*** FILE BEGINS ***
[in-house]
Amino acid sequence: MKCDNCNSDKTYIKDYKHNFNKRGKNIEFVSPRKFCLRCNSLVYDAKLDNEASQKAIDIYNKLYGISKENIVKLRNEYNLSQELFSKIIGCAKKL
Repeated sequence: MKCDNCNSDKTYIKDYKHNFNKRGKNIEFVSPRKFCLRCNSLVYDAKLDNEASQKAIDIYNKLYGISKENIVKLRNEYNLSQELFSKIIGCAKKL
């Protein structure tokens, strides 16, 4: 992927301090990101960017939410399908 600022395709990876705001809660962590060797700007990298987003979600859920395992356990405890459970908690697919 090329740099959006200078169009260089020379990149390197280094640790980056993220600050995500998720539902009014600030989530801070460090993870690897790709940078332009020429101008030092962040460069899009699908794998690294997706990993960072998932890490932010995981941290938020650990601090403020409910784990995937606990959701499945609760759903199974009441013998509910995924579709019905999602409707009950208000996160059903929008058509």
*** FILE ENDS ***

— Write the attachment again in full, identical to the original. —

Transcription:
[in-house]
Amino acid sequence: MKCDNCNSDKTYIKDYKHNFNKRGKNIEFVSPRKFCLRCNSLVYDAKLDNEASQKAIDIYNKLYGISKENIVKLRNEYNLSQELFSKIIGCAKKL
Repeated sequence: MKCDNCNSDKTYIKDYKHNFNKRGKNIEFVSPRKFCLRCNSLVYDAKLDNEASQKAIDIYNKLYGISKENIVKLRNEYNLSQELFSKIIGCAKKL
């Protein structure tokens, strides 16, 4: 992927301090990101960017939410399908 600022395709990876705001809660962590060797700007990298987003979600859920395992356990405890459970908690697919 090329740099959006200078169009260089020379990149390197280094640790980056993220600050995500998720539902009014600030989530801070460090993870690897790709940078332009020429101008030092962040460069899009699908794998690294997706990993960072998932890490932010995981941290938020650990601090403020409910784990995937606990959701499945609760759903199974009441013998509910995924579709019905999602409707009950208000996160059903929008058509």